by Mitchell Klein
The following article is reprinted courtesy of Audio/Video Interiors
Finding a custom installer to design your home theater or media room may seem like a daunting endeavor. You’re dealing with home electronics, after all, and electronics can be intimidating. But hiring a custom installer is really no different than hiring an architect, interior designer or other professional. The most important factor to consider is experience. You want someone you can trust who isn’t going to “drop the ball” halfway through the project.
There’s no need to feel intimidated, either, because an experienced custom installer recognizes the importance of establishing a good rapport with clients from the start. If the installer has an “attitude,” don’t waste your time, because his attitude will only get worse. Your future custom installer should make you feel relaxed and appreciated, not patronized. Any lack of knowledge about electronics on your part should be met with an enthusiastic and sincere desire to educate you. The installer should be willing to take the time to help you understand the options available to meet your requirements and your budget.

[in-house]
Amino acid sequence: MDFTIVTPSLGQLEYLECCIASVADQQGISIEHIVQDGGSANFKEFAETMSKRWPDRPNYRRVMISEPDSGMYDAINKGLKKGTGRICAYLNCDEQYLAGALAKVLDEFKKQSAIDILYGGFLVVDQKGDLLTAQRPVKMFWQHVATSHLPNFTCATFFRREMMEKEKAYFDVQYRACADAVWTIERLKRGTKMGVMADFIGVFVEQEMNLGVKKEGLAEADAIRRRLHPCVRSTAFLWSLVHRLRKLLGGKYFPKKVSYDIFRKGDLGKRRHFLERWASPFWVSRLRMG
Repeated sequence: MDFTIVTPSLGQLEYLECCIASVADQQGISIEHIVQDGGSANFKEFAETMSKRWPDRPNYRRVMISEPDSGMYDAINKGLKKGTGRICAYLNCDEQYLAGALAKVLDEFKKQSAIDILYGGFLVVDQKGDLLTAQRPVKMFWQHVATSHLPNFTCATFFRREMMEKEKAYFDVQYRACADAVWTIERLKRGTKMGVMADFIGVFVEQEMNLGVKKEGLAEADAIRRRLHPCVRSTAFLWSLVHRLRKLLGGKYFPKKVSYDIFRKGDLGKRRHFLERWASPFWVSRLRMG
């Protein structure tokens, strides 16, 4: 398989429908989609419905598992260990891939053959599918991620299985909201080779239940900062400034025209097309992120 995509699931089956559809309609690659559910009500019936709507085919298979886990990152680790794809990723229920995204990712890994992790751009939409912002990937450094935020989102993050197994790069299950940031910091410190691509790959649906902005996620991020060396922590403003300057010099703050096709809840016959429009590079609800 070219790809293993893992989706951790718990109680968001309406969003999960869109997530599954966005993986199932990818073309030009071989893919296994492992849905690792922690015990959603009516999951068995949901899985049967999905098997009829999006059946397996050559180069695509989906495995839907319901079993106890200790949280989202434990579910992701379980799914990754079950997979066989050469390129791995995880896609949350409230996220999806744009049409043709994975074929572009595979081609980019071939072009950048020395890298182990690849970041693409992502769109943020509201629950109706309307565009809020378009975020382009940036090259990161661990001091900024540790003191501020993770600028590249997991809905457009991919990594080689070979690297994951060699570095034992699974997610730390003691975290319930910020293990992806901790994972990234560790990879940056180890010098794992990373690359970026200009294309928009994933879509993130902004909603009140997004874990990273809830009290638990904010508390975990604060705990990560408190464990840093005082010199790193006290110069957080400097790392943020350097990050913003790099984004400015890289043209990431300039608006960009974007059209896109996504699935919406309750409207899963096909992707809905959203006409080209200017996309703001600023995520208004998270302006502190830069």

Before you begin your search, ask yourself these fundamental questions: Are you looking for the best firm with complete, beginning-to-end responsibility for your project? Is this firm expected to design, engineer and provide comprehensive documentation, and integrate with all the other parties involved (i.e., architect, interior designer, builder, cabinetmaker)?
Perhaps you’re looking for the lowest possible price or most economical solution to your needs. Make sure you understand the differences between simple systems (not necessarily easy to use or future upgradeable) and expensive systems. Generally speaking, the easier a system is to use, the more expensive it is to purchase and install. With custom-installed home media systems, the old adage, “you get what you pay for” applies in spades.
The following guidelines will help prepare you in your search for the technical “guru” you’ll be relying on for years to come. As with any professional relationship, make sure you look for the right fit between you and your installer. This isn’t like having appliances delivered and hooked tup by someone you’ll never see again. If you’ve chosen well, you’ll be in contact with your custom installer for many years to come.
Check References of Comparable Projects